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Mr. Barry Gardiner (Brent, North): The logic of the hon. Gentleman's argument escapes me. Surely if he is saying that that is a clear case of discrimination and that the commission would point it out, he should support a commission that would stop such discrimination. If the discrimination were against younger people, it should end, just as though it were against older people.

Mr. Leigh: With respect to the hon. Gentleman—I do hold him in very great respect—he does not understand what the Bill would achieve. Surely if the Bill were to achieve anything, we would have to introduce more rigorous legislation to end discrimination against people on the ground of age. If we introduced such legislation, young people would inevitably bring test cases to argue that they were discriminated against precisely for the reasons that I have given: many cut-price deals, especially for tourist venues, are available only to older people.

To counter the inevitable absurdity created by age equality legislation, it would no doubt be proposed that positive discrimination should be required. No one could deny that, and it would create the very serious difficulties that I have mentioned. That leads me to question whether the cure offered by the Bill would end up being worse than the disease.

Saga is a holiday company that provides services exclusively to those over 50—a marvellous arrangement—yet legislation that outlawed age discrimination in the provision of goods and service could catch that company. No one has instructed those who run our historic houses to offer reduced admission for OAPs; they have decided to do so themselves. A commission was not needed to instruct them to reduce admission charges for older people.

The marketplace—I hesitate to use that word—has acted in a way that benefits older people. Over the years, Saga has decided to reduce the age limit for those who can benefit from its holidays—at one time it was over 60;

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now it is 50. Legislation did not require Saga to make that change. Such decisions are best left to individuals and companies.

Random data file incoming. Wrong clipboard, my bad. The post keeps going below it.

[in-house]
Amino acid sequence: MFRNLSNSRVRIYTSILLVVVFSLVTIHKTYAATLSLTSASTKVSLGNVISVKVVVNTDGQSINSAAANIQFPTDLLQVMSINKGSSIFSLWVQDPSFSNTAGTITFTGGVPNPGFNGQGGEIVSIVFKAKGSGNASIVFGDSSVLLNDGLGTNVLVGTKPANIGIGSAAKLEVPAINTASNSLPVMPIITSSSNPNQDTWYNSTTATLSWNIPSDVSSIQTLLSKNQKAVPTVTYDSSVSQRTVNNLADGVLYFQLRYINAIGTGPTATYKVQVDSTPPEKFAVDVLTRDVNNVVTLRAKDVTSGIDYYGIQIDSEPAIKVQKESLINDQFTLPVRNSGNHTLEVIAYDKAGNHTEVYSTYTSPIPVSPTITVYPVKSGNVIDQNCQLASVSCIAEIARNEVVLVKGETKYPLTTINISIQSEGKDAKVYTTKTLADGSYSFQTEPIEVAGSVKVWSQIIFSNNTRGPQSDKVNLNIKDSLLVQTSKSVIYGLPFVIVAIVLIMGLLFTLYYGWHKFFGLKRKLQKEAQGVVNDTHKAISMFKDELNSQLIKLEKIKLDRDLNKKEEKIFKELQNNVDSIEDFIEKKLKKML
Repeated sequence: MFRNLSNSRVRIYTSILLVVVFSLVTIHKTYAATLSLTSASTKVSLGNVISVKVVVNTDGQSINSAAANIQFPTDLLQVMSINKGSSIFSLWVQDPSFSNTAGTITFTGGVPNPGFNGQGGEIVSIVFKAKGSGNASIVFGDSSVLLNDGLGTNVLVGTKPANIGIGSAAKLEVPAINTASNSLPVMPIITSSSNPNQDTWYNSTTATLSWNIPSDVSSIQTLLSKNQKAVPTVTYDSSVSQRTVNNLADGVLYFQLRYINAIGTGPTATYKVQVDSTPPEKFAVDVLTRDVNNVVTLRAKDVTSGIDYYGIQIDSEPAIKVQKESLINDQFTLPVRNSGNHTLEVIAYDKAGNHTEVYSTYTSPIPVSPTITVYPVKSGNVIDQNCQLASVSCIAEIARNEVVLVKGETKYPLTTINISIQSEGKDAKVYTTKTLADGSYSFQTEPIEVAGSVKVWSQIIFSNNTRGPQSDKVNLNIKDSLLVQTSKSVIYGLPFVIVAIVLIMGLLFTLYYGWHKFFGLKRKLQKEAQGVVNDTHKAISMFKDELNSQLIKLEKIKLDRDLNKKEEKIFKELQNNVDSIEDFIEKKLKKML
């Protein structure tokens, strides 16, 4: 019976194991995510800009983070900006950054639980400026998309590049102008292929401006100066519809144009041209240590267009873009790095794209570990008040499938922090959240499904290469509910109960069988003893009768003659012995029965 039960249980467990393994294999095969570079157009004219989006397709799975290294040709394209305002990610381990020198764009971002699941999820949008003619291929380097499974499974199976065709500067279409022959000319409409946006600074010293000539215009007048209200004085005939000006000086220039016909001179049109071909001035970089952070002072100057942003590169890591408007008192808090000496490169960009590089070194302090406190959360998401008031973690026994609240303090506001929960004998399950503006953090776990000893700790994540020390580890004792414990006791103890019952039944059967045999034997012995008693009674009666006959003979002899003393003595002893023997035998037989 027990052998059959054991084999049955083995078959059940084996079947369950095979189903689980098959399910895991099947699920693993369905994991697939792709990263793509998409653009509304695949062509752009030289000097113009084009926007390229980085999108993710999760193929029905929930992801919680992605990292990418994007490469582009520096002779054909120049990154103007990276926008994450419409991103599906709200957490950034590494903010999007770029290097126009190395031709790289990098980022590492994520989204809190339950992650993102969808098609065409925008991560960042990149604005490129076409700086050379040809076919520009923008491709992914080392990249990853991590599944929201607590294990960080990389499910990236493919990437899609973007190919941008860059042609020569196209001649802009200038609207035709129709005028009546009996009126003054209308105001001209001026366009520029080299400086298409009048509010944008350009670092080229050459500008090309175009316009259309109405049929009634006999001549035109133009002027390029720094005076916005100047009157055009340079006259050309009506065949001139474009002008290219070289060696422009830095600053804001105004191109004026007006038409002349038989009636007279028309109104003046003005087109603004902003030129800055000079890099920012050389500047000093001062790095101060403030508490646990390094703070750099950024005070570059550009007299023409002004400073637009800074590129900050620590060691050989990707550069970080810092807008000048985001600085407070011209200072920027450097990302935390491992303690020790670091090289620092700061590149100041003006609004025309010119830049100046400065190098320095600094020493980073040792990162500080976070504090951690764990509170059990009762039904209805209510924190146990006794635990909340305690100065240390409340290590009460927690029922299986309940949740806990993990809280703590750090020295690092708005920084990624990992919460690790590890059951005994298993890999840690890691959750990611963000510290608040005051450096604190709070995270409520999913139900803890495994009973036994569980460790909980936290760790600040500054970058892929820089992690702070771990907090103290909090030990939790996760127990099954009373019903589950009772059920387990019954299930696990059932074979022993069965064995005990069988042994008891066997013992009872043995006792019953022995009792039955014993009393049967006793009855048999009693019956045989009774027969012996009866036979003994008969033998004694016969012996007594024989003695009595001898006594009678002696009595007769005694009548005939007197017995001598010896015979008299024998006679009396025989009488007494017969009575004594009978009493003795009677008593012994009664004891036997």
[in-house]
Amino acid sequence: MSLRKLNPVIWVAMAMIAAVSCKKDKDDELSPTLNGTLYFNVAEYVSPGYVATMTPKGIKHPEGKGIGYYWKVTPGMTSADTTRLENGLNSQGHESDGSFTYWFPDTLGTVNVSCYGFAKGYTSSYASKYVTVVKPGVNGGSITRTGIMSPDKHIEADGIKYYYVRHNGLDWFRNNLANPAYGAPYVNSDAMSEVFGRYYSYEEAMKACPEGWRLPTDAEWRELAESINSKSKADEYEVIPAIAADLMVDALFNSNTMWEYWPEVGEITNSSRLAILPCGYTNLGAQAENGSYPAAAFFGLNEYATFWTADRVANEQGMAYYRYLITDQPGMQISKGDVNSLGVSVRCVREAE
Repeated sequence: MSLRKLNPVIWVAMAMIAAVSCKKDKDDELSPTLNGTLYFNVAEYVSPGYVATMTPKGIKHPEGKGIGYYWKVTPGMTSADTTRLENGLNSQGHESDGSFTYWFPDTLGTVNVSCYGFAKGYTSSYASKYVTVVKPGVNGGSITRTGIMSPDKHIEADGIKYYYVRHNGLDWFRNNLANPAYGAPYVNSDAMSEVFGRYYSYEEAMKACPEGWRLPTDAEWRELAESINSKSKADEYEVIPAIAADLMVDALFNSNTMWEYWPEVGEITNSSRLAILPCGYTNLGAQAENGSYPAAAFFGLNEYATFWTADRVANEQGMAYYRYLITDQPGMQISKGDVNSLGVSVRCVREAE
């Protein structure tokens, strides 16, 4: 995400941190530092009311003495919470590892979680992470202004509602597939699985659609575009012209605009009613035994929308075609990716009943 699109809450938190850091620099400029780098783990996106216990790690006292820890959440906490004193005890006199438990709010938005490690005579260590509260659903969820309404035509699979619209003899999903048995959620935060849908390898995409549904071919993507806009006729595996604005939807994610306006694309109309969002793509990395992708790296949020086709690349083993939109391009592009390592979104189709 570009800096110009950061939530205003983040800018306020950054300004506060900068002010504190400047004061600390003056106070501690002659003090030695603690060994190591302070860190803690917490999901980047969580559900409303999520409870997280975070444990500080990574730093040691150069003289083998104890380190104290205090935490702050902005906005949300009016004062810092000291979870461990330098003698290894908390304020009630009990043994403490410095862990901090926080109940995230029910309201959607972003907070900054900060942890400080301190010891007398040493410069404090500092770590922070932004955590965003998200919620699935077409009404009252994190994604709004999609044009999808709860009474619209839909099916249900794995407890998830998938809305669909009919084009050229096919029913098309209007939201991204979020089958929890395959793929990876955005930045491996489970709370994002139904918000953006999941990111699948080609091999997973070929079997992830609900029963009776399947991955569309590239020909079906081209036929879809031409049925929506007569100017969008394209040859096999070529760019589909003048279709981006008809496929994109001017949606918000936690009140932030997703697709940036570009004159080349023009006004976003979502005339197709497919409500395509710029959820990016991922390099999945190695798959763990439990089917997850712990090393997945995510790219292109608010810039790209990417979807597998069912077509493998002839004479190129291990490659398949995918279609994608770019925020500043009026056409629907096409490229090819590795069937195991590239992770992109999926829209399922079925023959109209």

I am very concerned about the idea of the commission leaning on the Secretary of State and urging him to pass new laws on age discrimination, especially if its mandate is as wide as that suggested in the Bill. Such a commission would be a statutory busybody, looking for ways to interfere. It would spend its time telling the Secretary of State how to make new laws on age discrimination. It would tell him how any new laws that he proposed might affect age discrimination. It would write endless guidelines for him to foist on business, voluntary organisations and the public sector. It would meddle with the market in the kind of draconian ways that—dare I say?—only well-meaning liberals can dream up.

In my view that heavy-handed, top-down approach to delicate social issues just will not work, especially when it involves new legislation. Such a law would be a clumsy instrument, which could not cope with all the particulars of life. The law can never be drafted to take account of the possible exceptions and qualifications that accompany the basic principle of respecting age. That is my point. We have the basic principle that we should respect age. We cannot devise legislation, however well meaning, to take account of all life's complexities to implement that respect properly.